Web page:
Hurricane Sandy, Open Data and Social Media
From hackathons to social media, open government is transforming the way that Mayor Bloomberg’s administration and New York City government serve the public. And there has been no greater testament to open government’s potential than the strategy and innovation in action during Hurricane Sandy. Learning from our experience during Hurricane Irene, in the days leading up to Hurricane Sandy’s landfall in New York City, government technologists reached out to the data science community to share recently updated hurricane evacuation zone maps based on up-to-the-minute flooding projections. To ensure wide public access to this valuable information, the City’s IT Department immediately published the data to the City’s Open Data portal, enabling developers and designers to develop emergency maps and applications. For the second consecutive year, the City also partnered with organizations such as WNYC.org, The New York Times, and Google’s Crisis Response team, which developed a customized New York City-centric Hurricane Sandy map featuring evacuation zones, shelters, food distributions centers, warming centers, recovery centers and more resources.
The result? We estimate that collectively we served and informed 10 times as many individuals by embracing an open strategy. That’s hundreds of thousands of people. And it validates the Bloomberg administration’s commitment to this technology. On the public communications front, the City embraced social media to increase transparency and access to information, with significant results. Twitter emerged as a primary source of real-time information as Mayor Bloomberg urged New Yorkers to follow the @nycmayorsoffice channel during his online live video streams and television broadcasts. Our partners at Twitter also showed incredible support for the emergency response effort by donating thousands of dollars worth of promoted tweets, helping @nycmayorsoffice reach over a million more individuals and nearly doubling its follower count over several days.
Facebook and Tumblr also played crucial roles as the City quickly distilled informative, detailed press releases into compact, social media-ready formats. We reached a peak audience of 322,000 on Facebook, and saw dramatic increases in engagement. On YouTube, the public viewed videos over one million times, and across all social media channels, more than 200,000 new people followed the City of New York.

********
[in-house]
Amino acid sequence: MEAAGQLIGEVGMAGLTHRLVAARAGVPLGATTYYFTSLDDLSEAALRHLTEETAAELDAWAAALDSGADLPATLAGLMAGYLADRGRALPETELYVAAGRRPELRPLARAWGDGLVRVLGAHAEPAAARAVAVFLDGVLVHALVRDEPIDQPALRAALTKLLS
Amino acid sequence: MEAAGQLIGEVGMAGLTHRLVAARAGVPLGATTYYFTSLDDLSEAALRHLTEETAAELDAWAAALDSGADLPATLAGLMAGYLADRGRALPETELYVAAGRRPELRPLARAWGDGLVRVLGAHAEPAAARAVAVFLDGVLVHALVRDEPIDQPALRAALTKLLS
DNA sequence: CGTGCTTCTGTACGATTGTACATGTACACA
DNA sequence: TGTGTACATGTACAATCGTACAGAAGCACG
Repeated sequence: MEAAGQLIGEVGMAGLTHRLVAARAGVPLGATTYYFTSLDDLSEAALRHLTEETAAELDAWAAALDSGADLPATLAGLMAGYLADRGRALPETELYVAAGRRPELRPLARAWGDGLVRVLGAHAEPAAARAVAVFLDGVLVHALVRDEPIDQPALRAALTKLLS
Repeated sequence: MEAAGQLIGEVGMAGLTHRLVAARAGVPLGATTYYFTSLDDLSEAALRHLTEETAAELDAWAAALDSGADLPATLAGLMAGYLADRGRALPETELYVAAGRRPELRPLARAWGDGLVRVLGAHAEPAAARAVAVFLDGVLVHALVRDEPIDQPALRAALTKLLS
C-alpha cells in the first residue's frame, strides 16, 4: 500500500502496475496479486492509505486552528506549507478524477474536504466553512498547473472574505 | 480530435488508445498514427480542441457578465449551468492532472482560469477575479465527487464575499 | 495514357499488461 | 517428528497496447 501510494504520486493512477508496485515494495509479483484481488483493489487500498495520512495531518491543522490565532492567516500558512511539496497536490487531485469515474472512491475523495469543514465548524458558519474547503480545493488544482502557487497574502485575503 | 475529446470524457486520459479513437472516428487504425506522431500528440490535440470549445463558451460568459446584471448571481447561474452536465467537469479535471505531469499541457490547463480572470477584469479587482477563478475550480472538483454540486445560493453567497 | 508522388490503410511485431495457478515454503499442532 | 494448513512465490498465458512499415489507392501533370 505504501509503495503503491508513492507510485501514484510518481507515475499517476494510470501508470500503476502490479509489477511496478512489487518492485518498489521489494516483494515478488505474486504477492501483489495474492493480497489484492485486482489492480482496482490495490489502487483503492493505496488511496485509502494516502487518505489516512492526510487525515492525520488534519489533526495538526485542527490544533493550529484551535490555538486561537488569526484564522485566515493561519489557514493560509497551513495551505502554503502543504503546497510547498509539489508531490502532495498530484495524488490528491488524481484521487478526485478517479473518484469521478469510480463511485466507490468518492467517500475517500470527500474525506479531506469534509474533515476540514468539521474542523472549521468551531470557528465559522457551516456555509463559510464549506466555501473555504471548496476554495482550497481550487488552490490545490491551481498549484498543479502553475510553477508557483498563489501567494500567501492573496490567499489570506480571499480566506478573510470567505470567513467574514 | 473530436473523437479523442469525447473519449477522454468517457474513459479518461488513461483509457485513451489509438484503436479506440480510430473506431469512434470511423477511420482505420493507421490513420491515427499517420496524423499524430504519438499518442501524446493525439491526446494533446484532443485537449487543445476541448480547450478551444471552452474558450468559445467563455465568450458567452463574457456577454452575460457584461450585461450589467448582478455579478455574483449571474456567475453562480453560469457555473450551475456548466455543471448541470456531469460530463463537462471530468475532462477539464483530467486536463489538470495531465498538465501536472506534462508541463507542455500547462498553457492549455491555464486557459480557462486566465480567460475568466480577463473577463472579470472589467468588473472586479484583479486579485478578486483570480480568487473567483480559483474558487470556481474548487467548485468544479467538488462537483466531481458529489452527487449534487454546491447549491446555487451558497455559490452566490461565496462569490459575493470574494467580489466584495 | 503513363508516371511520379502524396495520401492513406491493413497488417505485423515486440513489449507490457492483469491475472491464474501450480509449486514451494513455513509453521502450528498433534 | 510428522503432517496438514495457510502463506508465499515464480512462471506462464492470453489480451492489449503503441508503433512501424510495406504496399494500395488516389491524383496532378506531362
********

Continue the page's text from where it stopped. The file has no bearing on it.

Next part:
On all channels, the City engaged in two-way communication, responding to questions, clarifying statements, and listening to the public in order to more efficiently allocate resources. The City sent over 2,000 tweets and responded to nearly 300 questions. For the first time, we also communicated with Spanish-speaking New Yorkers via the dedicated Spanish language @nycgob.
Finally, it’s notable that many of the City employees who worked day and night to publish data and communicate with the public were themselves significantly impacted by the storm, and enduring loss of power and heat. It’s a great testament to their resolve and commitment to service. In sum, for many who did not have access to a television, or high-speed internet connectivity, mobile access to lightweight social media feeds proved crucial during Hurricane Sandy. Of course, safety and security are always the number one priority, and concerns about health, heat, connectivity and power took precedence during the storm. But research also shown that constant, responsive communication in an emergency can have enormous positive psychological and emotional benefits to the public, and prevent health concerns caused by stress and anxiety. Thanks to open data measures and social media communication, New Yorkers reported that they felt connected, informed, and saw firsthand that government workers were listening to their needs.
Open government initiatives continue to play a vital role in recovery efforts, and we are grateful to the many New Yorkers and technology partners who contributed their time and expertise to help better serve our city in its time of need.